In the midst of the storms there are moments of calm. Today’s passage ends with such a moment as Jesus calls Matthew to follow him. Jesus is invited to dinner at Matthew’s house.

The Pharisees are surprised to see Jesus eating with ‘a lot of disreputable characters’ (v.10, MSG) and say, ‘What kind of example is this from your Teacher, acting cosy with crooks and riffraff?’ (v.11, MSG).

‘Jesus, overhearing, shot back, “Who needs a doctor: the healthy or the sick? Go figure out what the scripture means: ‘I’m after mercy, not religion.’ I’m here to invite outsiders, not coddle insiders.”’ (vv.12–13, MSG).

God’s ‘mercy’ is his kindness and forgiveness towards people who do not deserve it. Today, receive and enjoy his mercy yourself and be merciful to others.

Lord, thank you that in all the storms of life I can cry out, ‘Lord, save us.’ Help me to trust you and not to be afraid.


Genesis 21:1-23:20

Thank God for his provision

Abraham certainly faced storms in his life. The passage for today is full of struggles, but it starts with a wonderful moment of calm in the midst of these storms. ‘The Lord was gracious to Sarah... and… did for Sarah what he had promised’ (21:1). Like us sometimes, they had had to wait a long time, but eventually God’s promise was fulfilled. During the waiting period, the challenge is to keep on trusting God.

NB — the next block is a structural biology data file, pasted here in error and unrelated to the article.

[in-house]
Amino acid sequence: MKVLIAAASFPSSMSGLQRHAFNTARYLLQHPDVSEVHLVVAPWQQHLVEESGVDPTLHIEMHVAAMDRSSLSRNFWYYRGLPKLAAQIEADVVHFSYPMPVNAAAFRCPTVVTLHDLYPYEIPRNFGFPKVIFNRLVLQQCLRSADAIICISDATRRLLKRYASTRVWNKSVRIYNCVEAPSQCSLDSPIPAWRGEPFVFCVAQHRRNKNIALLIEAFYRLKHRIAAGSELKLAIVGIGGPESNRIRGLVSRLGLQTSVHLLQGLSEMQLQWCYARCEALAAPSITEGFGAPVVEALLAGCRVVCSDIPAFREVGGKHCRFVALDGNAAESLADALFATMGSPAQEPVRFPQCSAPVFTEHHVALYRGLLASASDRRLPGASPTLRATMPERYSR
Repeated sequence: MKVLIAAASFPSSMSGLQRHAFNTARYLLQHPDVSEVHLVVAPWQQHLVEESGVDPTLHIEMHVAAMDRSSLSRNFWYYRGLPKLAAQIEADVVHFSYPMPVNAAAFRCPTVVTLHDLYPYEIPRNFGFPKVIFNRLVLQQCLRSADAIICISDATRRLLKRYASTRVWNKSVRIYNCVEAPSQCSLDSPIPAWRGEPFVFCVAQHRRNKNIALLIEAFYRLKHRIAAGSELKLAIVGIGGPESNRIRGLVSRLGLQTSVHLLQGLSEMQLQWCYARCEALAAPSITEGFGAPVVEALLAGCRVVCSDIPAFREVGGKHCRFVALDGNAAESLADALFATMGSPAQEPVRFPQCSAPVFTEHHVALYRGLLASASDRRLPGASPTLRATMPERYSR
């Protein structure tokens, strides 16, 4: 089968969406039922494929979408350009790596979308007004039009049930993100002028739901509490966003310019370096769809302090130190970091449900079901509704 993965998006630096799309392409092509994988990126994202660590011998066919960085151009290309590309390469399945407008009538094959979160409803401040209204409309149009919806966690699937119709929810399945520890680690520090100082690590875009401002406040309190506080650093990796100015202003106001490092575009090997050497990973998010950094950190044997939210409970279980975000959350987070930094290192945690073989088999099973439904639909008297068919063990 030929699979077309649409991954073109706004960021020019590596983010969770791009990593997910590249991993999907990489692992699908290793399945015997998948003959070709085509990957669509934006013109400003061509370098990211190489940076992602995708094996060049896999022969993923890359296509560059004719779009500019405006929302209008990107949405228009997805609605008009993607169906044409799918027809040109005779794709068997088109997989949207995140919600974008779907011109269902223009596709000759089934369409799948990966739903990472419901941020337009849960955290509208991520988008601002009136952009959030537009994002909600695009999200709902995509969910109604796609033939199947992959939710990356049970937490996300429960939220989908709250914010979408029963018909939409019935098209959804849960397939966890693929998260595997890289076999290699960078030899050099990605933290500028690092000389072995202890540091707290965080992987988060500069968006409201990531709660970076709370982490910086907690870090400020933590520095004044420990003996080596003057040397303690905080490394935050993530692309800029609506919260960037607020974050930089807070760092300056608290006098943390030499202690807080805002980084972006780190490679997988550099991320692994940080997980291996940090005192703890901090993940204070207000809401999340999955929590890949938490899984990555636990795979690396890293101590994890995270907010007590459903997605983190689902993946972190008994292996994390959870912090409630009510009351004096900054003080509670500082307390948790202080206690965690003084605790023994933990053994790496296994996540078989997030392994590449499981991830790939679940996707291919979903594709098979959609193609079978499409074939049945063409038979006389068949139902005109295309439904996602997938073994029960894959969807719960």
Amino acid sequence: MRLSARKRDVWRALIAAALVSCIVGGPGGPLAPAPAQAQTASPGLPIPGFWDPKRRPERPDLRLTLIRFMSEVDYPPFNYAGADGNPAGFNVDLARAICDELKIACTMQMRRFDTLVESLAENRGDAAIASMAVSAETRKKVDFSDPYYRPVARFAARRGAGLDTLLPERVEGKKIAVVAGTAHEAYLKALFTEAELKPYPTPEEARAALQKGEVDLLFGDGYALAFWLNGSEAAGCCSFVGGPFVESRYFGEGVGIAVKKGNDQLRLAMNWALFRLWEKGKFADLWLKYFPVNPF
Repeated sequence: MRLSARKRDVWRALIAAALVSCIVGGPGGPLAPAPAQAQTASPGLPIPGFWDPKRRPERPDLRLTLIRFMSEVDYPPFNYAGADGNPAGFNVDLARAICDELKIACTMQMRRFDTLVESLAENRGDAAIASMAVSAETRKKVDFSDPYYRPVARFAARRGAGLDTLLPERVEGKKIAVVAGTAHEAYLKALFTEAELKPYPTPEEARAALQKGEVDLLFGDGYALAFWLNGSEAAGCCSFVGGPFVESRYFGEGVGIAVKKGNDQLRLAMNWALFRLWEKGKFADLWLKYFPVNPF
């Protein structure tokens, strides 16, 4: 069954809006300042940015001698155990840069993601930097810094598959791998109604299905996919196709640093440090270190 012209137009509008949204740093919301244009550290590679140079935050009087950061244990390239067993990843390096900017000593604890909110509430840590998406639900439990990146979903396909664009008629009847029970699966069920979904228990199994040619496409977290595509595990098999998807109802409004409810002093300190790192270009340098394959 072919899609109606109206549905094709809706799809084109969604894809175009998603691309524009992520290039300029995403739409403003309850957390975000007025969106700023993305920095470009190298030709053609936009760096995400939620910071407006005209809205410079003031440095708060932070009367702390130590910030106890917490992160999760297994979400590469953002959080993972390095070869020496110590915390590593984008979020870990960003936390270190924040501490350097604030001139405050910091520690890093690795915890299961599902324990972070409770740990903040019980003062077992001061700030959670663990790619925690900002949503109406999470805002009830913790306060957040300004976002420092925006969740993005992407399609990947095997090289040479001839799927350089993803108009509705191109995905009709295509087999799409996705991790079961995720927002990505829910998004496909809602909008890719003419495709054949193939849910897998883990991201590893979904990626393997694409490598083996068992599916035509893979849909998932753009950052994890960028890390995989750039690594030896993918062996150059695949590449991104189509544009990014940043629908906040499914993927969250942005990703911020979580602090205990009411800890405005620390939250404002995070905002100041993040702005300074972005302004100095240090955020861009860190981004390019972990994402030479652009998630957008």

‘Sarah became pregnant and bore a son to Abraham in his old age, at the very time God had promised him’ (v.2). It was a moment of great joy. Sarah said, ‘God has brought me laughter, and everyone who hears about this will laugh with me’ (v.6).

But very soon Abraham faced a storm in his own household. Ishmael mocked Isaac (v.9), and this led to deeper divisions in the family (v.10). Tragically Hagar and Ishmael left (v.14). These divisions were ultimately the consequences of Abraham’s previous sin in making Hagar his mistress, following his lack of faith in believing that Sarah would have a son.  

Sometimes the hardest situations in life to face can be those of our own making. Even so, God is still with Abraham (vv.12–13), and he watches over and blesses Hagar and Ishmael (vv.17–18). We see God’s grace at work in the midst of a sinful situation.

Abraham was about to face the biggest storm of his life: ‘God tested Abraham’ (22:1).